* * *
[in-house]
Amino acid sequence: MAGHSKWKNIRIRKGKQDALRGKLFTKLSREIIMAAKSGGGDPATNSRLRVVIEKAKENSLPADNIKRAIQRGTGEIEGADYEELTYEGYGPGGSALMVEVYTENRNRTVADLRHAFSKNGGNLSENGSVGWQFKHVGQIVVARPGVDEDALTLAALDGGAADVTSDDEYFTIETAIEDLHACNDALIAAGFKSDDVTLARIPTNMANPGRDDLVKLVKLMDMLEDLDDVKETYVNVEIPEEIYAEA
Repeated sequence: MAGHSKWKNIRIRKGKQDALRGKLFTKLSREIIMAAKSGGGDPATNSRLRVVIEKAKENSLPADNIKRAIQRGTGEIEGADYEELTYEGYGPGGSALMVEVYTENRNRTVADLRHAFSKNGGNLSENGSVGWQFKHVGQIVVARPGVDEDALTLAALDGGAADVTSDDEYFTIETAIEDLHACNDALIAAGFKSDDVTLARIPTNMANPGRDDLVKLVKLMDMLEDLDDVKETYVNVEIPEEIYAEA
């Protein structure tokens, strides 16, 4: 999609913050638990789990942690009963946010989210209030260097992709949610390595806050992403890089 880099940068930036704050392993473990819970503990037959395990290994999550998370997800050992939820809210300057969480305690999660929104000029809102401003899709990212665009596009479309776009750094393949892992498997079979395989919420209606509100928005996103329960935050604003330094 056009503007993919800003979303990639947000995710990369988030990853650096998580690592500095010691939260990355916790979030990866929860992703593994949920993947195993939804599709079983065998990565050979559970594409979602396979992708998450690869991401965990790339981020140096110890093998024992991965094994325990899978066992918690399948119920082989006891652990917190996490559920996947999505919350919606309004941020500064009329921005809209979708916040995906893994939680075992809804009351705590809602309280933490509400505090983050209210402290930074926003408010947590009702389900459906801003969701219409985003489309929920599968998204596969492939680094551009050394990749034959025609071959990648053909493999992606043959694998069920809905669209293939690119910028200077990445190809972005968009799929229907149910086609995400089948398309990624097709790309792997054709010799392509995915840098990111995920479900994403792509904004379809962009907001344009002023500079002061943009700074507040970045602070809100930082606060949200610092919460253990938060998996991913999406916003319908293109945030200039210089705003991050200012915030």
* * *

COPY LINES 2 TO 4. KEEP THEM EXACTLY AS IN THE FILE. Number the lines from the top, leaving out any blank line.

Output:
Amino acid sequence: MAGHSKWKNIRIRKGKQDALRGKLFTKLSREIIMAAKSGGGDPATNSRLRVVIEKAKENSLPADNIKRAIQRGTGEIEGADYEELTYEGYGPGGSALMVEVYTENRNRTVADLRHAFSKNGGNLSENGSVGWQFKHVGQIVVARPGVDEDALTLAALDGGAADVTSDDEYFTIETAIEDLHACNDALIAAGFKSDDVTLARIPTNMANPGRDDLVKLVKLMDMLEDLDDVKETYVNVEIPEEIYAEA
Repeated sequence: MAGHSKWKNIRIRKGKQDALRGKLFTKLSREIIMAAKSGGGDPATNSRLRVVIEKAKENSLPADNIKRAIQRGTGEIEGADYEELTYEGYGPGGSALMVEVYTENRNRTVADLRHAFSKNGGNLSENGSVGWQFKHVGQIVVARPGVDEDALTLAALDGGAADVTSDDEYFTIETAIEDLHACNDALIAAGFKSDDVTLARIPTNMANPGRDDLVKLVKLMDMLEDLDDVKETYVNVEIPEEIYAEA
């Protein structure tokens, strides 16, 4: 999609913050638990789990942690009963946010989210209030260097992709949610390595806050992403890089 880099940068930036704050392993473990819970503990037959395990290994999550998370997800050992939820809210300057969480305690999660929104000029809102401003899709990212665009596009479309776009750094393949892992498997079979395989919420209606509100928005996103329960935050604003330094 056009503007993919800003979303990639947000995710990369988030990853650096998580690592500095010691939260990355916790979030990866929860992703593994949920993947195993939804599709079983065998990565050979559970594409979602396979992708998450690869991401965990790339981020140096110890093998024992991965094994325990899978066992918690399948119920082989006891652990917190996490559920996947999505919350919606309004941020500064009329921005809209979708916040995906893994939680075992809804009351705590809602309280933490509400505090983050209210402290930074926003408010947590009702389900459906801003969701219409985003489309929920599968998204596969492939680094551009050394990749034959025609071959990648053909493999992606043959694998069920809905669209293939690119910028200077990445190809972005968009799929229907149910086609995400089948398309990624097709790309792997054709010799392509995915840098990111995920479900994403792509904004379809962009907001344009002023500079002061943009700074507040970045602070809100930082606060949200610092919460253990938060998996991913999406916003319908293109945030200039210089705003991050200012915030």